...the Government with Court blessing could share this information gathered by PPL technology contained in another secret Homeland Security database per here1. Unfortunately "homeland security" is not about protecting the Bill of Rights, as ones might suggest it does if "protecting" the Constitution.

    As protection from threats go, anyone else hear via ABC (probably) how many British troops will be "on guard" in London for the Olympics versus the number deployed in Afghanistan? Did I hear correctly the numbers were something like 17,000 in London versus 8,000 in Afghanistan? These sources here2 and here3 support this netwrok reporting.

    So with these kinds of staggering numbers deemed necessary to watch over a homeland from the threat of 20-30 "terrorists," crazed bureaucrats have little trouble making an economoc justification to sell out citizens protective rights from "unreasonable search" garnered from the meshing of advanced technologies.

    Well, how many soldiers do you think (none / 0) (#4)
    by jimakaPPJ on Sun Jul 15, 2012 at 08:20:42 AM EST
    is needed to provide security at the Olympics?

    If you go out in public... (none / 0) (#5)
    by unitron on Sun Jul 15, 2012 at 02:28:06 PM EST
    ...I don't think you can legally stop the government or anybody else from being able to see you if there's sunlight bouncing off of you and nothing in between to block that light.

    You can't get a court order that says when you go out in public everyone has to avert their eyes.

    The question becomes, can the government or some other party legally direct and emit radiation at you other than sunlight.

    (sunlight being just another form of electro-magnetic radiation)

    If so, what kind and how much, and under what circumstances?

    The right of the people (5.00 / 2) (#9)
    by Rojas on Sun Jul 15, 2012 at 06:15:43 PM EST
    to be secure in their persons, .....
    against unreasonable searches and seizures, shall not be violated, and no Warrants shall issue, but upon probable cause, supported by Oath or affirmation, and particularly describing the place to be searched, and the persons or things to be seized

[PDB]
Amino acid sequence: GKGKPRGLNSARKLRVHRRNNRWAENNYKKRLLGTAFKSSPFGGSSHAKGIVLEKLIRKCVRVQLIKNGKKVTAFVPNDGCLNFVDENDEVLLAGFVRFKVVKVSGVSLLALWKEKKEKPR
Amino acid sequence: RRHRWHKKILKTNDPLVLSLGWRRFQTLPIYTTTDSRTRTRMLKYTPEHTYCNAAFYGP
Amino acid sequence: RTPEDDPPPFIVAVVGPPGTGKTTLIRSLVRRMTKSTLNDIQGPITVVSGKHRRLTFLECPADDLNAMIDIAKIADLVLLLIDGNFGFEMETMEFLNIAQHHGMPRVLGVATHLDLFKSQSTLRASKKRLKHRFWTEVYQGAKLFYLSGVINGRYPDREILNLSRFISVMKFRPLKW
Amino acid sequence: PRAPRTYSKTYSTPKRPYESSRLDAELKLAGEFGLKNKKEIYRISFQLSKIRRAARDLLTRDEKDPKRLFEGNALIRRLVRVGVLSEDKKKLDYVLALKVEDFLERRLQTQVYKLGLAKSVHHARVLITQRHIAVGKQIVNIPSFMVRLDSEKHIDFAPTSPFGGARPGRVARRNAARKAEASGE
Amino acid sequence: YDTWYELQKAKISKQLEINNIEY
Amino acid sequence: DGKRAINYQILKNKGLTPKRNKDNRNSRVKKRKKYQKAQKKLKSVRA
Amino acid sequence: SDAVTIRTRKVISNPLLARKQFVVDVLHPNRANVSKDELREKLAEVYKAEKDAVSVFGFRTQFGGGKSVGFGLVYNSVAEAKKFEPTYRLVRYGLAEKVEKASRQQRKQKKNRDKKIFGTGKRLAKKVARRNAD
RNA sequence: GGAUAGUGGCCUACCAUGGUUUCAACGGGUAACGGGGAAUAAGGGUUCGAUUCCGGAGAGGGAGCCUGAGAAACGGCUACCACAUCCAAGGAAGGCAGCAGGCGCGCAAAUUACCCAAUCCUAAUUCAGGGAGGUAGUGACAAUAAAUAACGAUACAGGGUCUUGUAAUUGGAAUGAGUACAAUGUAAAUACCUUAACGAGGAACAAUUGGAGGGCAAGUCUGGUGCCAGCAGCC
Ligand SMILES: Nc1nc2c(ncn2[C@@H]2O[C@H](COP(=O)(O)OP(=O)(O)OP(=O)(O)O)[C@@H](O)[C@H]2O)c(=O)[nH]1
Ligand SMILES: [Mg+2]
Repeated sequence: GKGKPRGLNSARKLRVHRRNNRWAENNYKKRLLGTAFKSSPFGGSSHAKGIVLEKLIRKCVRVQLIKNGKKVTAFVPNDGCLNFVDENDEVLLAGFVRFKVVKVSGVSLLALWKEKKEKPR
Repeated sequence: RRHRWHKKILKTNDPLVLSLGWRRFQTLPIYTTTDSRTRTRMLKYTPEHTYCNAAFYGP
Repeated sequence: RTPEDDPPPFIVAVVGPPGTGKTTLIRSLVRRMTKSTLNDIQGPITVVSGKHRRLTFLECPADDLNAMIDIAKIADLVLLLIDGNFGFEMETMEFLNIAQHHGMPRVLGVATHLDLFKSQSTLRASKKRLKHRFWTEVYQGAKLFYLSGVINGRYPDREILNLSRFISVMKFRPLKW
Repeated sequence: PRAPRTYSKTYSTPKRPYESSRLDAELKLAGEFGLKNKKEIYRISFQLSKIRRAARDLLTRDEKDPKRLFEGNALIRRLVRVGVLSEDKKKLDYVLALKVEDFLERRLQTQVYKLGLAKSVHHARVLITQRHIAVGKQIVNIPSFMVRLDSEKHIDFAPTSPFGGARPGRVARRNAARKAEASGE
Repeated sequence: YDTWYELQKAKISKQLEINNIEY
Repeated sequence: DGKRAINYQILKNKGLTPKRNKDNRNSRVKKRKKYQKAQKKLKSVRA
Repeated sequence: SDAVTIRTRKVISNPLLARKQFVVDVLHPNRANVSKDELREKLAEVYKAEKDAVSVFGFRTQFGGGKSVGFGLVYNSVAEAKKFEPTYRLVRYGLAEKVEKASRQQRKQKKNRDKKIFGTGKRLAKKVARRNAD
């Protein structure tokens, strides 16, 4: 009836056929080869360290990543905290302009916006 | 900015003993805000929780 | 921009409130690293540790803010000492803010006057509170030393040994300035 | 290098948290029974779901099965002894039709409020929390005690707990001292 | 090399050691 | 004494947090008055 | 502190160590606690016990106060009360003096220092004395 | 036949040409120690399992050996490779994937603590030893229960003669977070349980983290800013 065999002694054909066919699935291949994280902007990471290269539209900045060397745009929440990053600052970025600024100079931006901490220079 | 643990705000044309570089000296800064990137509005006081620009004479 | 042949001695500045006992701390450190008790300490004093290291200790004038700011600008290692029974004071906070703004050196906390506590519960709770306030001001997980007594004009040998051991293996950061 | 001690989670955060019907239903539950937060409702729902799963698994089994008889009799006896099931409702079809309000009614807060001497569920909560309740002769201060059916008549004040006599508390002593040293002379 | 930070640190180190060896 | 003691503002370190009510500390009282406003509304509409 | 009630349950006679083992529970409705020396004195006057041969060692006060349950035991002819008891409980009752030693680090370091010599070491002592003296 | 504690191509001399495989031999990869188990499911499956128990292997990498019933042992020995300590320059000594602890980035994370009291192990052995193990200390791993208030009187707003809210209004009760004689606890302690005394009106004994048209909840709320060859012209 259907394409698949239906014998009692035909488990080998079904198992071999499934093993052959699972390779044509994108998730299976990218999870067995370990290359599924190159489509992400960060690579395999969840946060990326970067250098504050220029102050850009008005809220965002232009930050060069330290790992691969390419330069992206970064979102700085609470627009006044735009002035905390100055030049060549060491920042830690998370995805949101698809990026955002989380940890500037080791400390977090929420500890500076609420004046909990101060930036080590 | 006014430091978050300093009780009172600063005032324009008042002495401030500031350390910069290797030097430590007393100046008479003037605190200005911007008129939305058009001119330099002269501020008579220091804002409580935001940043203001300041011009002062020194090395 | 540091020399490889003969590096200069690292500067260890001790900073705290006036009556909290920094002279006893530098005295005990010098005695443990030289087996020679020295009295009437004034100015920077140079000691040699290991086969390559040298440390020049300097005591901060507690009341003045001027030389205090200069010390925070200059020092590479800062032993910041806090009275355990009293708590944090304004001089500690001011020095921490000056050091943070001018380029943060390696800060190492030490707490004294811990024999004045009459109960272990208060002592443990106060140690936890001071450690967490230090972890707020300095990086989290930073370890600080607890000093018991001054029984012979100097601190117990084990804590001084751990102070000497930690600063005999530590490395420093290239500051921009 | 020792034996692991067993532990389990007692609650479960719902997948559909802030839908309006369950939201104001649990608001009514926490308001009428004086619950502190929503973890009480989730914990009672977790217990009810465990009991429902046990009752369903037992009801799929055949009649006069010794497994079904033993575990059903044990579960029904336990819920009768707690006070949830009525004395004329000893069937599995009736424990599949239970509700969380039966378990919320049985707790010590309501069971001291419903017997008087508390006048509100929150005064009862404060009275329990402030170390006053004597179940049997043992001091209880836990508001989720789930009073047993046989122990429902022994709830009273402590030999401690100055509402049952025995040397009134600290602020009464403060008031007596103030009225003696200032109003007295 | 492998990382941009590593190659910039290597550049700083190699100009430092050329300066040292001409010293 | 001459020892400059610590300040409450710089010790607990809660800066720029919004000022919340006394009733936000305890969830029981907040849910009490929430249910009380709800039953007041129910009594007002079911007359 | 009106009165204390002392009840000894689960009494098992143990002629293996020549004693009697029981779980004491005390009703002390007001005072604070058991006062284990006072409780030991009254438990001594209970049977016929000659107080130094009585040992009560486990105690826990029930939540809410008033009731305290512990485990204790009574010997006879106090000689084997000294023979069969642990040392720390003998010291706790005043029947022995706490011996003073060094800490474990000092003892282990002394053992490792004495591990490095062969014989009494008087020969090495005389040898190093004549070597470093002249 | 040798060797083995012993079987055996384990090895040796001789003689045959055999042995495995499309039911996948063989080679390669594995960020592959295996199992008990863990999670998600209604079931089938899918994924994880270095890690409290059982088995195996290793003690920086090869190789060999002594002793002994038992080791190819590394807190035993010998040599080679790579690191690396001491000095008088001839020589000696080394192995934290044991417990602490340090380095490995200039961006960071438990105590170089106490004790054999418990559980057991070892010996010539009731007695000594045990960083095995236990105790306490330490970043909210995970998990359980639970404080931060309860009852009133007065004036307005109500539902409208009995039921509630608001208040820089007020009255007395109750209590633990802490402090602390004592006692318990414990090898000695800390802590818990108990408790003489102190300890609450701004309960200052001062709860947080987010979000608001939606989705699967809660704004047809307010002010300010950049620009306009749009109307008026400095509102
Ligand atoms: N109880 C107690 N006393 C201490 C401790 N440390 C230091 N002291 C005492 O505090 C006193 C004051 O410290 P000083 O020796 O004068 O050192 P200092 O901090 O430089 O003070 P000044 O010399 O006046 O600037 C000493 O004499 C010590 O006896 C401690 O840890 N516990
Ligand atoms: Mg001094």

What if we all (none / 0) (#7)
    by Zorba on Sun Jul 15, 2012 at 05:51:14 PM EST
    Men as well as women, start wearing burqas in public?  They may be able to tell what we ate, our mess, our adrenaline levels, etc, but I don't think that facial recognition software would work too well with full burqas, so they wouldn't know to whom the data belonged.

    Let's take that another step and all (5.00 / 3) (#8)
    by caseyOR on Sun Jul 15, 2012 at 06:01:19 PM EST
    wear lead lined burkas. Would that stop the lasers?

    The question is (none / 0) (#10)
    by jimakaPPJ on Sun Jul 15, 2012 at 08:05:11 PM EST
    has the person been "searched" anymore than if a dog sniffed something, or if the person was just recognized as a person believed to be carrying explosives and detained.

    And if the Feds get a search warrant based on the results and then do a physical search, wouldn't that be legal?

    Maybe I'm being too trusting but someone aiming a laser at me doesn't seem too intrusive... Of course I can see Michelle's minions using the device to tell if I consumed an unauthorized Big Mac...


    Or the Entire Republican Party Minions... (5.00 / 2) (#12)
    by ScottW714 on Mon Jul 16, 2012 at 12:20:04 PM EST
    ...using lasers to see if someone smoked weed last night.

    The problem I have, is if they want to physically search they need a warrant.  The warrant isn't because of the contact, that incidental, the warrant is for the search.  

    Now they think because they aren't contacting me, all is cool.  It's not about you not caring, it's about a GD amendment that says they can not do it, and them thinking because they aren't physically touching me, it's not a search.  I care, and I don't give a F it the guy next to me has a bomb, I don't want lasers pointed in my direction gathering what I consider the most private parts of my life without a Constitutionally ensured warrant.

    And it's nothing like a dog who's gathering information to either yes or no of a stranger, not a detailed analysis of every molecule emanating from my body instantly linked to me, specifically, and surely being recoded to some master database.

    I am tired of the willy nillies so carelessly giving up our rights in the name of 'safety'.  Jim, BF is addressing you, "Those who would give up essential liberty to purchase a little temporary safety deserve neither liberty nor safety."


    You have some weird standards (5.00 / 2) (#14)
    by Romberry on Tue Jul 17, 2012 at 03:45:50 AM EST
    You're a person who seems to trust the government to do essentially nothing right...except when it comes to violating basic constitutional protections and liberties, in which case you seem to trust the government implicitly.

    We're headed towards an Orwellian surveillance state. At what point do you stop trusting?


    Or a Mexican Big Mac (none / 0) (#11)
    by NYShooter on Sun Jul 15, 2012 at 08:22:07 PM EST
    tightly rolled and wrapped:)